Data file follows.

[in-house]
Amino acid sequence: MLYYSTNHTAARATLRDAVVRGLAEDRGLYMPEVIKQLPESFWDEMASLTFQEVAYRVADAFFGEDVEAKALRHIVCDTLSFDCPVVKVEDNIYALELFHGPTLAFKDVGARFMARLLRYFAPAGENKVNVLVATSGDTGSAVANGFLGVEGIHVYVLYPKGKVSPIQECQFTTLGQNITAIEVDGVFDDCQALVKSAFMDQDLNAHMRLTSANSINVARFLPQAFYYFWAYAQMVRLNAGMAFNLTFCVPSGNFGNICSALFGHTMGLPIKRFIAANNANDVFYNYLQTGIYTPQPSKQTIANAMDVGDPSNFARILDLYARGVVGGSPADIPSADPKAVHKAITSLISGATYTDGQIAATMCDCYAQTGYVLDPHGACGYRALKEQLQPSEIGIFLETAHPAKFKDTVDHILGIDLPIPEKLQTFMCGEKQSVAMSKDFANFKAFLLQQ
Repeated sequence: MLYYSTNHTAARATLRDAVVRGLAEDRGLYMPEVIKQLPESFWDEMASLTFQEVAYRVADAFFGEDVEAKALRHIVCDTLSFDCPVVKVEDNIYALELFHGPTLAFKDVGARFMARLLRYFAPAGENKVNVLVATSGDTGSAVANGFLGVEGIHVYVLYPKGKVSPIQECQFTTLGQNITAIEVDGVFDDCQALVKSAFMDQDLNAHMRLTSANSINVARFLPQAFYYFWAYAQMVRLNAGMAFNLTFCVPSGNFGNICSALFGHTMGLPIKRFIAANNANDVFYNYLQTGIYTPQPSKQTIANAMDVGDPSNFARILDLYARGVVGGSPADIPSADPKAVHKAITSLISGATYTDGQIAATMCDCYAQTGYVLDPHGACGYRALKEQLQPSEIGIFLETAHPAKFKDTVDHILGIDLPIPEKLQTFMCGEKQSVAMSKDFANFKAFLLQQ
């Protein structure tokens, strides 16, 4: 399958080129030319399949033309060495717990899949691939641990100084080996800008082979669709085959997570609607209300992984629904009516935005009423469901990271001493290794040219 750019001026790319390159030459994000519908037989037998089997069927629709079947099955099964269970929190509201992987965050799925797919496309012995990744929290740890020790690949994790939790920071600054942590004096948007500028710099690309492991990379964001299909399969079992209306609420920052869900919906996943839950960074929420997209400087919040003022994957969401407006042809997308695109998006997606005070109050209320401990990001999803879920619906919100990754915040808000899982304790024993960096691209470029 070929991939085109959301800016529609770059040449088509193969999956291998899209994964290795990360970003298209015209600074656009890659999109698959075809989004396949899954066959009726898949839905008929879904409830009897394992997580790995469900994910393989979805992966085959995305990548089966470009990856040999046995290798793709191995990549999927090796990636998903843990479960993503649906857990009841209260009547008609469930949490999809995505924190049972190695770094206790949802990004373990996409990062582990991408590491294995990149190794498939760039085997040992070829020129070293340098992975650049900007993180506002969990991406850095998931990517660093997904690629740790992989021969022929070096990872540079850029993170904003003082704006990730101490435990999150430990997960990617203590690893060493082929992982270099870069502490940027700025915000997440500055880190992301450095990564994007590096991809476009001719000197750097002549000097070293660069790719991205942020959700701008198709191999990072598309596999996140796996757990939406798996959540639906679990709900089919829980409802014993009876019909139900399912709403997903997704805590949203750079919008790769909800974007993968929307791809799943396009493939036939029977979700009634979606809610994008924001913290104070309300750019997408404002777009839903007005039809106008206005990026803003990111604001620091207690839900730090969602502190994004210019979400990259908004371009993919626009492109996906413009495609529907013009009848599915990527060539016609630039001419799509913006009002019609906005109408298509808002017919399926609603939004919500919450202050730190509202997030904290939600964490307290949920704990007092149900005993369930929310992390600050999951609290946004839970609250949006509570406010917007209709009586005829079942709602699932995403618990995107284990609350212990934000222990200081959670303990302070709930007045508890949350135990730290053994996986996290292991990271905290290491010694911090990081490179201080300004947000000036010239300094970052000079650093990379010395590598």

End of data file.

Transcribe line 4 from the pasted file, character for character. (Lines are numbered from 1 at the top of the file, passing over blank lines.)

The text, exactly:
């Protein structure tokens, strides 16, 4: 399958080129030319399949033309060495717990899949691939641990100084080996800008082979669709085959997570609607209300992984629904009516935005009423469901990271001493290794040219 750019001026790319390159030459994000519908037989037998089997069927629709079947099955099964269970929190509201992987965050799925797919496309012995990744929290740890020790690949994790939790920071600054942590004096948007500028710099690309492991990379964001299909399969079992209306609420920052869900919906996943839950960074929420997209400087919040003022994957969401407006042809997308695109998006997606005070109050209320401990990001999803879920619906919100990754915040808000899982304790024993960096691209470029 070929991939085109959301800016529609770059040449088509193969999956291998899209994964290795990360970003298209015209600074656009890659999109698959075809989004396949899954066959009726898949839905008929879904409830009897394992997580790995469900994910393989979805992966085959995305990548089966470009990856040999046995290798793709191995990549999927090796990636998903843990479960993503649906857990009841209260009547008609469930949490999809995505924190049972190695770094206790949802990004373990996409990062582990991408590491294995990149190794498939760039085997040992070829020129070293340098992975650049900007993180506002969990991406850095998931990517660093997904690629740790992989021969022929070096990872540079850029993170904003003082704006990730101490435990999150430990997960990617203590690893060493082929992982270099870069502490940027700025915000997440500055880190992301450095990564994007590096991809476009001719000197750097002549000097070293660069790719991205942020959700701008198709191999990072598309596999996140796996757990939406798996959540639906679990709900089919829980409802014993009876019909139900399912709403997903997704805590949203750079919008790769909800974007993968929307791809799943396009493939036939029977979700009634979606809610994008924001913290104070309300750019997408404002777009839903007005039809106008206005990026803003990111604001620091207690839900730090969602502190994004210019979400990259908004371009993919626009492109996906413009495609529907013009009848599915990527060539016609630039001419799509913006009002019609906005109408298509808002017919399926609603939004919500919450202050730190509202997030904290939600964490307290949920704990007092149900005993369930929310992390600050999951609290946004839970609250949006509570406010917007209709009586005829079942709602699932995403618990995107284990609350212990934000222990200081959670303990302070709930007045508890949350135990730290053994996986996290292991990271905290290491010694911090990081490179201080300004947000000036010239300094970052000079650093990379010395590598």